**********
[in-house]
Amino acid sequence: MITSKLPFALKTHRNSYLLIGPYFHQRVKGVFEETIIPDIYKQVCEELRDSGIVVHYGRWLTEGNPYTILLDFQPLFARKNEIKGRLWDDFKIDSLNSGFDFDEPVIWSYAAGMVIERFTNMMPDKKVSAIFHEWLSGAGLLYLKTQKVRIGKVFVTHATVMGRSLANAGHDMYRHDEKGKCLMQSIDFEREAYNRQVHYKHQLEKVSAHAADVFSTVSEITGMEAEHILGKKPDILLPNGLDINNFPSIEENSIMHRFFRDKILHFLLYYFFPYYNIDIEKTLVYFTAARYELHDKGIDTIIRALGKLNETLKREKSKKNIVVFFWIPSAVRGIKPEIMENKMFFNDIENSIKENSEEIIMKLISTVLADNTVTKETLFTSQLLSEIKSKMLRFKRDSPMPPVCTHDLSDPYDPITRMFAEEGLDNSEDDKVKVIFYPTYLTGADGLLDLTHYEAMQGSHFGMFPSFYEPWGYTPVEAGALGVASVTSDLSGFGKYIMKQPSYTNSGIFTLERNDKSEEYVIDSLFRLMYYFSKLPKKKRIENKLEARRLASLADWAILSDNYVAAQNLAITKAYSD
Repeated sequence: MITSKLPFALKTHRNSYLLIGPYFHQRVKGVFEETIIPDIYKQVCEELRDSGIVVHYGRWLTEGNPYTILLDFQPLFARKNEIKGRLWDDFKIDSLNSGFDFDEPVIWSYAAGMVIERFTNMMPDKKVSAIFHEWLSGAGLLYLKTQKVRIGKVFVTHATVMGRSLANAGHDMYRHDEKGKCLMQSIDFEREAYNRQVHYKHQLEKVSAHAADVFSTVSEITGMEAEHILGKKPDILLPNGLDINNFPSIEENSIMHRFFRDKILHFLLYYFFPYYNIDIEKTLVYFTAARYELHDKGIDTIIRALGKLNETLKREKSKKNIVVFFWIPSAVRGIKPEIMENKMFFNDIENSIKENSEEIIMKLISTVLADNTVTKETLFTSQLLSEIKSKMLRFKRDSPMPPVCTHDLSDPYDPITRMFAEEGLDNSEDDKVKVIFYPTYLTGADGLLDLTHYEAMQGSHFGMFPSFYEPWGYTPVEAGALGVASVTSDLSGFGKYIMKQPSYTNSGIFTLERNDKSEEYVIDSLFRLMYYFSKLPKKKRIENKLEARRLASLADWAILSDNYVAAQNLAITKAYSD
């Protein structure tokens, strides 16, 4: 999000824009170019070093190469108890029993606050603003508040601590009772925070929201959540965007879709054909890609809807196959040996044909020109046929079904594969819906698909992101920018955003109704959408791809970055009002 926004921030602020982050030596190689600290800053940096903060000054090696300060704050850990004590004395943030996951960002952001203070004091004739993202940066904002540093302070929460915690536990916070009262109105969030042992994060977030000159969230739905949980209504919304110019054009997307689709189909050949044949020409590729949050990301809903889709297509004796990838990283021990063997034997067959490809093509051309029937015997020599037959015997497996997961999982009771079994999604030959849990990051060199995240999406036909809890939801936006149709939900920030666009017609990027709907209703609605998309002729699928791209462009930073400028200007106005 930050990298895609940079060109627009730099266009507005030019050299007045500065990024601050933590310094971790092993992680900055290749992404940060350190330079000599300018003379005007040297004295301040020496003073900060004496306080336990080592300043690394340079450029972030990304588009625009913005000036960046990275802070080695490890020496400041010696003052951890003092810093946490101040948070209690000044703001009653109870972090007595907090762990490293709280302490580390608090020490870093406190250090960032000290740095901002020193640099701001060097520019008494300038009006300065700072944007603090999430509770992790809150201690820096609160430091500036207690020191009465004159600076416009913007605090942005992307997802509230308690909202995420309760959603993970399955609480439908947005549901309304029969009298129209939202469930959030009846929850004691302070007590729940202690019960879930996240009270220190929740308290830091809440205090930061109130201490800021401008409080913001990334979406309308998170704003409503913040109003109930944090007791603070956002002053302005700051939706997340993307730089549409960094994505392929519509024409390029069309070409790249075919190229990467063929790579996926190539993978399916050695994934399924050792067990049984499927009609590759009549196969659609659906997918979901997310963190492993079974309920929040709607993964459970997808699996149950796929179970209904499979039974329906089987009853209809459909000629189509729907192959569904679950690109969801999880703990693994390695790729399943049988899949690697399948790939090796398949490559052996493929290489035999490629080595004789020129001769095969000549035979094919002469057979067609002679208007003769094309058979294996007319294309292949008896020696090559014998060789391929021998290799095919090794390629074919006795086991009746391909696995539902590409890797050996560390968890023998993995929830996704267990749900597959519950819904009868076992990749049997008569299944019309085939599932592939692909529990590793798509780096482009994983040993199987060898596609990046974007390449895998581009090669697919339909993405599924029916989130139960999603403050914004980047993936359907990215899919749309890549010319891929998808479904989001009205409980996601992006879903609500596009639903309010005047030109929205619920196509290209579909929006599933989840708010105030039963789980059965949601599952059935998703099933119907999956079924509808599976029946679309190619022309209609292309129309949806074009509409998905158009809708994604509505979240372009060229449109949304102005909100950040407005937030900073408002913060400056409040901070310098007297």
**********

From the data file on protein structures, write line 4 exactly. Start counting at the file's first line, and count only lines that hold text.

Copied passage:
């Protein structure tokens, strides 16, 4: 999000824009170019070093190469108890029993606050603003508040601590009772925070929201959540965007879709054909890609809807196959040996044909020109046929079904594969819906698909992101920018955003109704959408791809970055009002 926004921030602020982050030596190689600290800053940096903060000054090696300060704050850990004590004395943030996951960002952001203070004091004739993202940066904002540093302070929460915690536990916070009262109105969030042992994060977030000159969230739905949980209504919304110019054009997307689709189909050949044949020409590729949050990301809903889709297509004796990838990283021990063997034997067959490809093509051309029937015997020599037959015997497996997961999982009771079994999604030959849990990051060199995240999406036909809890939801936006149709939900920030666009017609990027709907209703609605998309002729699928791209462009930073400028200007106005 930050990298895609940079060109627009730099266009507005030019050299007045500065990024601050933590310094971790092993992680900055290749992404940060350190330079000599300018003379005007040297004295301040020496003073900060004496306080336990080592300043690394340079450029972030990304588009625009913005000036960046990275802070080695490890020496400041010696003052951890003092810093946490101040948070209690000044703001009653109870972090007595907090762990490293709280302490580390608090020490870093406190250090960032000290740095901002020193640099701001060097520019008494300038009006300065700072944007603090999430509770992790809150201690820096609160430091500036207690020191009465004159600076416009913007605090942005992307997802509230308690909202995420309760959603993970399955609480439908947005549901309304029969009298129209939202469930959030009846929850004691302070007590729940202690019960879930996240009270220190929740308290830091809440205090930061109130201490800021401008409080913001990334979406309308998170704003409503913040109003109930944090007791603070956002002053302005700051939706997340993307730089549409960094994505392929519509024409390029069309070409790249075919190229990467063929790579996926190539993978399916050695994934399924050792067990049984499927009609590759009549196969659609659906997918979901997310963190492993079974309920929040709607993964459970997808699996149950796929179970209904499979039974329906089987009853209809459909000629189509729907192959569904679950690109969801999880703990693994390695790729399943049988899949690697399948790939090796398949490559052996493929290489035999490629080595004789020129001769095969000549035979094919002469057979067609002679208007003769094309058979294996007319294309292949008896020696090559014998060789391929021998290799095919090794390629074919006795086991009746391909696995539902590409890797050996560390968890023998993995929830996704267990749900597959519950819904009868076992990749049997008569299944019309085939599932592939692909529990590793798509780096482009994983040993199987060898596609990046974007390449895998581009090669697919339909993405599924029916989130139960999603403050914004980047993936359907990215899919749309890549010319891929998808479904989001009205409980996601992006879903609500596009639903309010005047030109929205619920196509290209579909929006599933989840708010105030039963789980059965949601599952059935998703099933119907999956079924509808599976029946679309190619022309209609292309129309949806074009509409998905158009809708994604509505979240372009060229449109949304102005909100950040407005937030900073408002913060400056409040901070310098007297």